At least when I start getting too cocky, I’ll still have the Temple of the Intolerable for that old “ohcrap” feeling.

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Hunter On Fire

Hunter over at Hunters Insight has been posting up a storm about the latest articles and information to reach our way on the Guild Wars 2 front. Since he’s been doing such a bang-up job on not only linking all the good stuff, but inserting commentary and sparking good conversation, I’ll do the lazy thing and just link away:

The most recent news is ArenaNet’s blog post about non-combat activities and minigames in GW2 (as Aspen noted, and I agree, these activities are crucial for helping create the world-like feeling that keeps players invested in their MMOs), which followed an interview touching on Achievements and Feats among other things, including travel (in short: yes, map travel is in, in some cases for a fee depending on distance traveled. No, players won’t be bombarded with loading screens).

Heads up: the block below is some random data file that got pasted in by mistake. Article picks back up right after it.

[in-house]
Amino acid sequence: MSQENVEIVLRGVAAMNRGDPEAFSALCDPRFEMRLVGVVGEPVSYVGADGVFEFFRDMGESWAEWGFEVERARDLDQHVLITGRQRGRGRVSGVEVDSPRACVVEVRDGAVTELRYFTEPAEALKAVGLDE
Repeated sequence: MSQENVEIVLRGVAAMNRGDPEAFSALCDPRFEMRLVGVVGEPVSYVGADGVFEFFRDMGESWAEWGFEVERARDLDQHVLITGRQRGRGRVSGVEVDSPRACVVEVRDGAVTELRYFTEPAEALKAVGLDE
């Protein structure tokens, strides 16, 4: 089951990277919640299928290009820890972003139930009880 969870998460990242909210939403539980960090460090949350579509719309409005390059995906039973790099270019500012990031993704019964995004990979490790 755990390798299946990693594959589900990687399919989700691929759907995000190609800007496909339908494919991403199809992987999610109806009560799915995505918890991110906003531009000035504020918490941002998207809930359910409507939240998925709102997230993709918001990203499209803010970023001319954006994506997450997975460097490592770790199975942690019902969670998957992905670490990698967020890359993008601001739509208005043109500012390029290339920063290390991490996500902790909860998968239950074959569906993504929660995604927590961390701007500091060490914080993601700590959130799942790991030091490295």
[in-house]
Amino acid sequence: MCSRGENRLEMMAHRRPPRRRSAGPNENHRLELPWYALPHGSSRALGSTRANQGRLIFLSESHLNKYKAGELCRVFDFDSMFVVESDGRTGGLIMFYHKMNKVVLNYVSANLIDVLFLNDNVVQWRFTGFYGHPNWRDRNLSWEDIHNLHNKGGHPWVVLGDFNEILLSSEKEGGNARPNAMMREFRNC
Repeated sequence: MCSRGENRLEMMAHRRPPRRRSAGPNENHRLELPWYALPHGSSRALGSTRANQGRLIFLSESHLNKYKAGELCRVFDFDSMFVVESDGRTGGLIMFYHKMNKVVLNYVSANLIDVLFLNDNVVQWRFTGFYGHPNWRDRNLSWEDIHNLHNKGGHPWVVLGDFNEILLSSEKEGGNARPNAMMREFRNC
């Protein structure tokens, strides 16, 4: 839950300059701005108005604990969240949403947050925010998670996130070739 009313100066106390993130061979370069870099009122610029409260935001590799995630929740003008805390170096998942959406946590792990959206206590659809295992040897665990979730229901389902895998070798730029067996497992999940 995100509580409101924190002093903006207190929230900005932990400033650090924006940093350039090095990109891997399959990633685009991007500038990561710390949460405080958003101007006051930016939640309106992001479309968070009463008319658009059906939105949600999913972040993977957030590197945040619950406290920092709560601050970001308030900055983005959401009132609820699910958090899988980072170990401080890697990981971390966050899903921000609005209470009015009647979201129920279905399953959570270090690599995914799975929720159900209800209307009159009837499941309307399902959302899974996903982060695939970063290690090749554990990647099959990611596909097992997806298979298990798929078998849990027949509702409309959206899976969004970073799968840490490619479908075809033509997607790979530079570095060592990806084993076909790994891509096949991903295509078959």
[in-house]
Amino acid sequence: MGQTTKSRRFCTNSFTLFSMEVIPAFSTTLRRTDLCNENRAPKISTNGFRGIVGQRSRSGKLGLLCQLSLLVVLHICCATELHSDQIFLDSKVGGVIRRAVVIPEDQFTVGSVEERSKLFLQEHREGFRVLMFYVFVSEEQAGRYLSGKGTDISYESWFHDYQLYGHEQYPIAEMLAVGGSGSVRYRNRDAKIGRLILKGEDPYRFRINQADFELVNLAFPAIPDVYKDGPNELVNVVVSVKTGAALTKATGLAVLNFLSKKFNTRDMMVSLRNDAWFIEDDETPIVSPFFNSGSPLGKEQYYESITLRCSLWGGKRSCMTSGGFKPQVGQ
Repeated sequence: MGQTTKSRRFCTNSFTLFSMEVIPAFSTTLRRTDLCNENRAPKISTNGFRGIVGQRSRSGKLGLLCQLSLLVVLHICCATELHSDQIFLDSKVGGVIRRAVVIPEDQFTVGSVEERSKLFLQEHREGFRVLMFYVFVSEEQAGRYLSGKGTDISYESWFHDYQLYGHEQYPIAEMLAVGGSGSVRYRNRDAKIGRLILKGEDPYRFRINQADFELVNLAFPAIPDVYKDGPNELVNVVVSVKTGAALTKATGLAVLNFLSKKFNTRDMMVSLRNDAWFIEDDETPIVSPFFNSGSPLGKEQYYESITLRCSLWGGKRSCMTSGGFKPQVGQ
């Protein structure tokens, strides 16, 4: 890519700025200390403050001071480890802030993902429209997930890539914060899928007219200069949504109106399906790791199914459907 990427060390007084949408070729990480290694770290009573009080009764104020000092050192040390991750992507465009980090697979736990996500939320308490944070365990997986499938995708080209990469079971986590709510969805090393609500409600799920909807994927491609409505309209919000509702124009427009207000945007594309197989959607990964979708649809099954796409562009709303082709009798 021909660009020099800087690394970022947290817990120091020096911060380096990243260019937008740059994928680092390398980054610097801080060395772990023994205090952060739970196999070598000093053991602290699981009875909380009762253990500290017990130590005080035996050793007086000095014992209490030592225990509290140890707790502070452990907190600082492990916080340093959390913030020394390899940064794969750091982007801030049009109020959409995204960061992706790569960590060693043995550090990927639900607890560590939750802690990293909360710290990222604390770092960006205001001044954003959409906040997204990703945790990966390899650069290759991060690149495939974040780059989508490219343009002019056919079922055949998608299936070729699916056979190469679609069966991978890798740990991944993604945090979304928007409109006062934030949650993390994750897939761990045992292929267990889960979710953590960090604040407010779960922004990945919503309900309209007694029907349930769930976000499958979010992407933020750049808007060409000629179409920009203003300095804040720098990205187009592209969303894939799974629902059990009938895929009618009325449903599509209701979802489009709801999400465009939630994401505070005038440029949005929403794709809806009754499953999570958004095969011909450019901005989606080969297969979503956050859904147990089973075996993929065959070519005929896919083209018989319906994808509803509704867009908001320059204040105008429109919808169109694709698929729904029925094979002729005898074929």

As with crafting, I am a fan of any and all attempts to engage my interest in-game that doesn’t involve mass slaughter, because sometimes I just get tired of killing things and yet am not ready to log off for the night. My hope is that these activities and mini-games provide me with precisely this content. I’m also looking forward to seeing if there are any non-competitive options among the list: crafting might be it, or perhaps the minigame using instruments that ANet mentioned.

Either way, I am counting the days until we finally get to see some, any of this in action. August can’t get here soon enough.